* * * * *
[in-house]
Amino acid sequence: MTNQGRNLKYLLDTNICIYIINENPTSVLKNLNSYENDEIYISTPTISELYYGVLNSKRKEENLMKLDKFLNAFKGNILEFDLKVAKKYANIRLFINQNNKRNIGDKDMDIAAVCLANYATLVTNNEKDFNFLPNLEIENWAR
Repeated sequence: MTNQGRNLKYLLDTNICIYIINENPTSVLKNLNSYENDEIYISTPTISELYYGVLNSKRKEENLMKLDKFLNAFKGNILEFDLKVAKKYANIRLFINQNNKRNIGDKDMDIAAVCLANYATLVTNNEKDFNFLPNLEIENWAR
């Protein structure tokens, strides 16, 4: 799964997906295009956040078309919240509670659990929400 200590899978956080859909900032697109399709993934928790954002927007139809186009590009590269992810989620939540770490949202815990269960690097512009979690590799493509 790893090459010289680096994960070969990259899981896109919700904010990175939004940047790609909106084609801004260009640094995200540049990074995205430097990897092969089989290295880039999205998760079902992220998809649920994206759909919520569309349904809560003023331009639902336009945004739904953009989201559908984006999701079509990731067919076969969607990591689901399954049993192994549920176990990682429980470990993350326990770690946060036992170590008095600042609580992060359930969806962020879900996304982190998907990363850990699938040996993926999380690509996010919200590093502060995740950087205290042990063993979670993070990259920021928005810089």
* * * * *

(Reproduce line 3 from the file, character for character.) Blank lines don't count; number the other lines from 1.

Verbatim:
Repeated sequence: MTNQGRNLKYLLDTNICIYIINENPTSVLKNLNSYENDEIYISTPTISELYYGVLNSKRKEENLMKLDKFLNAFKGNILEFDLKVAKKYANIRLFINQNNKRNIGDKDMDIAAVCLANYATLVTNNEKDFNFLPNLEIENWAR